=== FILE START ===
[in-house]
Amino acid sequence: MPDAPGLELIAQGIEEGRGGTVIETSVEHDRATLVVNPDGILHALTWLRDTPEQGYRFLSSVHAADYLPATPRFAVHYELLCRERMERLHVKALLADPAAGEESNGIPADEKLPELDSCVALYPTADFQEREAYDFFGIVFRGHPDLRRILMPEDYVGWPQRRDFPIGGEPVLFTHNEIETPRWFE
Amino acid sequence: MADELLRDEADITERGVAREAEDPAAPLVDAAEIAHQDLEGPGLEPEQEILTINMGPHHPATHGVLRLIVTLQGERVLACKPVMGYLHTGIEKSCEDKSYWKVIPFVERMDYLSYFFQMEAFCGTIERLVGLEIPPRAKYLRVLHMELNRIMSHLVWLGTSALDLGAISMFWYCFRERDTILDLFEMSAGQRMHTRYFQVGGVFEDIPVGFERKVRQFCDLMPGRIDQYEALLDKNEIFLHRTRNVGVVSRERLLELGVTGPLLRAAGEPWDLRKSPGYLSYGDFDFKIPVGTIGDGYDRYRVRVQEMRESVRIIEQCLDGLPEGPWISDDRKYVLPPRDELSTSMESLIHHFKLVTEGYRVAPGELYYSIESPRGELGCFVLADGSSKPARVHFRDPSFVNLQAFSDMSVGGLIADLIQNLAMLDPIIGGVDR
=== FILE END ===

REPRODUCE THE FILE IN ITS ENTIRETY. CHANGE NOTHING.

[in-house]
Amino acid sequence: MPDAPGLELIAQGIEEGRGGTVIETSVEHDRATLVVNPDGILHALTWLRDTPEQGYRFLSSVHAADYLPATPRFAVHYELLCRERMERLHVKALLADPAAGEESNGIPADEKLPELDSCVALYPTADFQEREAYDFFGIVFRGHPDLRRILMPEDYVGWPQRRDFPIGGEPVLFTHNEIETPRWFE
Amino acid sequence: MADELLRDEADITERGVAREAEDPAAPLVDAAEIAHQDLEGPGLEPEQEILTINMGPHHPATHGVLRLIVTLQGERVLACKPVMGYLHTGIEKSCEDKSYWKVIPFVERMDYLSYFFQMEAFCGTIERLVGLEIPPRAKYLRVLHMELNRIMSHLVWLGTSALDLGAISMFWYCFRERDTILDLFEMSAGQRMHTRYFQVGGVFEDIPVGFERKVRQFCDLMPGRIDQYEALLDKNEIFLHRTRNVGVVSRERLLELGVTGPLLRAAGEPWDLRKSPGYLSYGDFDFKIPVGTIGDGYDRYRVRVQEMRESVRIIEQCLDGLPEGPWISDDRKYVLPPRDELSTSMESLIHHFKLVTEGYRVAPGELYYSIESPRGELGCFVLADGSSKPARVHFRDPSFVNLQAFSDMSVGGLIADLIQNLAMLDPIIGGVDR